The Rio Puerco arroyo, located in north-central New Mexico, has been the source of high sediment loads entering the middle Rio Grande since the mid-1800s. In the early 1900s, sediment delivered from the Rio Puerco led to aggradation of the channel bed in the Rio Grande valley and exacerbated flooding issues. Saltcedar (Tamarix spp.) was introduced to the arroyo in the 1920s to stabilize the arroyo bottom, reduce wall erosion, and reduce sediment loads transported into the Rio Grande. As in many riparian systems of the West, the tamarisk became invasive, supplanting native vegetation, and is now the target of eradication efforts. In September 2003, a 12-km reach of the lower Rio Puerco arroyo was sprayed with herbicide by aircraft for the purpose of saltcedar control. A large flood in August 2006 caused extensive erosion in the sprayed reach, but not in an untreated reach downstream, suggesting the tamarisk serves as an effective erosion control. USGS scientists are quantifing the efficacy of invasive tamarisk in reducing sediment loads in the Rio Puerco using remotely sensed data to understand potential trade-offs associated with invasive weed management.
USGS scientists previously documented volumes of sediment erosion and deposition within the arroyo during and after the 2006 flood using aerial lidar survey data from 2005 and 2010 to supplement mapping from historical aerial photographs, satellite imagery (2006), and data from high-precision (Real Time Kinematic) GPS surveys (2002, 2007, and 2010). A second, much larger flood occurred in September 2013, and field observations suggest that this flood also caused substantial geomorphic change. Satellite imagery made available under the National Geospatial-Intelligence Agency’s NextView License agreement includes images of the lower Rio Puerco arroyo acquired shortly after the 2013 flood. Archived high-resolution (0.5-m ground sample distance), pan-sharpened natural color imagery acquired by the WorldView-2 satellite in January 2014 were obtained through DigitalGlobe’s EnhancedView Web Hosting Service (https://evwhs.digitalglobe.com/). Using this imagery, scientists can map geomorphic change over large areas and assess whether vegetation control efforts in 2003 continue to cause increased erosion in the sprayed reach compared to the untreated reach downstream.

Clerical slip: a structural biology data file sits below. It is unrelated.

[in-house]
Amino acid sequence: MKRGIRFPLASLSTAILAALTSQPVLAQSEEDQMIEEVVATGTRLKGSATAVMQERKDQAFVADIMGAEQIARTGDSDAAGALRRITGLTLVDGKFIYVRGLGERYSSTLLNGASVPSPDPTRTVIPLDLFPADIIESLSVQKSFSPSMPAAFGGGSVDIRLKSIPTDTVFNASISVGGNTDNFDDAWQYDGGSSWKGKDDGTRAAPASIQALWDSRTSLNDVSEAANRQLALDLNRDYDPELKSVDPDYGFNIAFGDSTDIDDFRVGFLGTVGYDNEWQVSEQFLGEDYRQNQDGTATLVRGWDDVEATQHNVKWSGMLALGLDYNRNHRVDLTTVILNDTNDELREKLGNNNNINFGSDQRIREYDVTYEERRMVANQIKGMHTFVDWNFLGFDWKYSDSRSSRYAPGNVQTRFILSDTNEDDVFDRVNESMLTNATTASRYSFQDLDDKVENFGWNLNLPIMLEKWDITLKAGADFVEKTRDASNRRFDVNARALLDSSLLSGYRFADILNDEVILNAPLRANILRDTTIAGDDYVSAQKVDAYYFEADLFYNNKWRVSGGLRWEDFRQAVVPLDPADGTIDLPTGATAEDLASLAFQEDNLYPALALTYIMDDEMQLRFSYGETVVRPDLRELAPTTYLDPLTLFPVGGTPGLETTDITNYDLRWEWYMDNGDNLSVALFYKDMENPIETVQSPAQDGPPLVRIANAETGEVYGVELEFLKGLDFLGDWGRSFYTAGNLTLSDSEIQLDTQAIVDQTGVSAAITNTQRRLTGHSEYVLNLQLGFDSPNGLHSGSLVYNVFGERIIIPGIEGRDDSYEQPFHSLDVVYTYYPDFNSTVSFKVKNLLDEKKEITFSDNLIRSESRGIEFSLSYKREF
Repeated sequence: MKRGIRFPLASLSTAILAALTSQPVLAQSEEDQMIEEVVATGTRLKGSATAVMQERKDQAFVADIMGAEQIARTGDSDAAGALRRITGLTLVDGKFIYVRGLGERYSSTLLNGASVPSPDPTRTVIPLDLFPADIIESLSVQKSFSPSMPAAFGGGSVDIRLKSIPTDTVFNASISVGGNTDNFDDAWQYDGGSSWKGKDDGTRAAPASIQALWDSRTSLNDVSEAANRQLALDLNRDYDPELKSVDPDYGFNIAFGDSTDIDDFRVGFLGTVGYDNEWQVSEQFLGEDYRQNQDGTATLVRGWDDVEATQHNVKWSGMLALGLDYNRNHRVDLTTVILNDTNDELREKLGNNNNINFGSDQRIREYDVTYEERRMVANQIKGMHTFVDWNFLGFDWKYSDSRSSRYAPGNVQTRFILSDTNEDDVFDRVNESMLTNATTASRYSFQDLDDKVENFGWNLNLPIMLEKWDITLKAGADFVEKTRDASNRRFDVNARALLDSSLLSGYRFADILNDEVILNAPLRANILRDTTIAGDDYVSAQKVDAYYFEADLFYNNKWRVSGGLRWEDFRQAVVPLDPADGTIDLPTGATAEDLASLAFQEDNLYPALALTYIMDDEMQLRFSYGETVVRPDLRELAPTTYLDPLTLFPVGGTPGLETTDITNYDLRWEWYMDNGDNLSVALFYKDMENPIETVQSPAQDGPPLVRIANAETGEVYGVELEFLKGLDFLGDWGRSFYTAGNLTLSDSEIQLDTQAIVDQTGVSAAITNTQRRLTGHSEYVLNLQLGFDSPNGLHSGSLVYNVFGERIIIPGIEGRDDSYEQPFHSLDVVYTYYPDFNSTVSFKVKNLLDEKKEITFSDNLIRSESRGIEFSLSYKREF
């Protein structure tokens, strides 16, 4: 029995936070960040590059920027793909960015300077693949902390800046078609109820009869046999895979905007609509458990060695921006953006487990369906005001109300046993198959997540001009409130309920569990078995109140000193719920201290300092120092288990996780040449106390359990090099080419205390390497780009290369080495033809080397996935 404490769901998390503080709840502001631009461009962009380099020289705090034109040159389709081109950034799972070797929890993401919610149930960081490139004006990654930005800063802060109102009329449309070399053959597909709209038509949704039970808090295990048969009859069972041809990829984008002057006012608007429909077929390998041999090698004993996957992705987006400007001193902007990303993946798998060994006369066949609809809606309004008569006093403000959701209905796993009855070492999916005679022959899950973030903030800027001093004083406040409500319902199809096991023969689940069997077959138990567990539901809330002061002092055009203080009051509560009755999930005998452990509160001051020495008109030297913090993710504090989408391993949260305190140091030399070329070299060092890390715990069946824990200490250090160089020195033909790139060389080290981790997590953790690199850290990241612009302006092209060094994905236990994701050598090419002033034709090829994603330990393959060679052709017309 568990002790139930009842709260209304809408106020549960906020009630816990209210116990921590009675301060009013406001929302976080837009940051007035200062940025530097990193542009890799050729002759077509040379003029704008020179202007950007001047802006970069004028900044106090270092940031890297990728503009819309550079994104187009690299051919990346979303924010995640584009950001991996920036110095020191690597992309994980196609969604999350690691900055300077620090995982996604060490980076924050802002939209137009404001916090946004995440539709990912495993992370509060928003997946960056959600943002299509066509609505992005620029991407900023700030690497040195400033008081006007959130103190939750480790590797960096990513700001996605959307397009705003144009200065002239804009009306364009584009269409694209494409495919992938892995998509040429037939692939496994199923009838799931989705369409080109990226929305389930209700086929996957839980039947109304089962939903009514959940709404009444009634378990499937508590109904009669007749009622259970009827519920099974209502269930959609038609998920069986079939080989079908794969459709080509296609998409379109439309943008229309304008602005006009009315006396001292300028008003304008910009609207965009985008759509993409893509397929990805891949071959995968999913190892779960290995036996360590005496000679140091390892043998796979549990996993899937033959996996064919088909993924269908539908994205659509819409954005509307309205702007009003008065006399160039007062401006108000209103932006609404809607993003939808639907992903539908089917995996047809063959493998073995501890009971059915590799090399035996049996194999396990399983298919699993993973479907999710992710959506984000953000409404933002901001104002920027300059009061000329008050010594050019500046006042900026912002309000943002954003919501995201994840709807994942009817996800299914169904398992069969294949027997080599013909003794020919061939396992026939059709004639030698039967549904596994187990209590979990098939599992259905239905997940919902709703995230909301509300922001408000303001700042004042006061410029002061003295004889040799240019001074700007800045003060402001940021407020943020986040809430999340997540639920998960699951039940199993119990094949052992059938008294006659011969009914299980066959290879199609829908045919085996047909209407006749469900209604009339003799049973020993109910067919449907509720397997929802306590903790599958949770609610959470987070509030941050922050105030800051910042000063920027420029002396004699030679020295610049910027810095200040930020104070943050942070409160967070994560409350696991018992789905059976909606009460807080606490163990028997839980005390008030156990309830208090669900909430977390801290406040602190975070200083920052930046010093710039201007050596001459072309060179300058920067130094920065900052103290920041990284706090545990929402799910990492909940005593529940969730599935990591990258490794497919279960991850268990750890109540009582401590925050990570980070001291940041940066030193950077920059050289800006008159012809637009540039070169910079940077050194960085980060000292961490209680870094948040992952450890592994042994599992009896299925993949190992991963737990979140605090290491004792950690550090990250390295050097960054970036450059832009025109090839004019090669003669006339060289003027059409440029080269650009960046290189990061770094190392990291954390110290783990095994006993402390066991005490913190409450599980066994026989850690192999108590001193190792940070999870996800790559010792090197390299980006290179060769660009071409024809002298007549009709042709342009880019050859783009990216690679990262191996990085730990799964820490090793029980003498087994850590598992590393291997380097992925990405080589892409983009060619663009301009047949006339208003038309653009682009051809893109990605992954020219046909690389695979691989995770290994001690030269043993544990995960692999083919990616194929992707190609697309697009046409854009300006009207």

http://dx.doi.org/10.1007/s00267-009-9314-8 (Vincent et al., 2009)
http://dx.doi.org/10.1016/j.geomorph.2013.10.025 (Griffin et al., 2014)
http://dx.doi.org/10.1130/B31046.1 (Friedman et al., 2015)
Rio Puerco arroyo wall locations mapped from 2005 imagery (red dashed line) and a 2010 lidar DTM (light blue line) overlaid on a WorldView-2 image acquired shortly after the September 2013 flood, on January 5, 2014 (DigitalGlobe, Inc.). The New Mexico Highway 6 crossing was the downstream limit of the sprayed reach. The northern limit of the untreated reach used for comparison of flood effects is the AT&SF Railway bridge. The red arrow points to a location where valley-fill sediment in the 10.6-m-high arroyo wall eroded another 13 m south toward the highway between March 2010 and January 2014.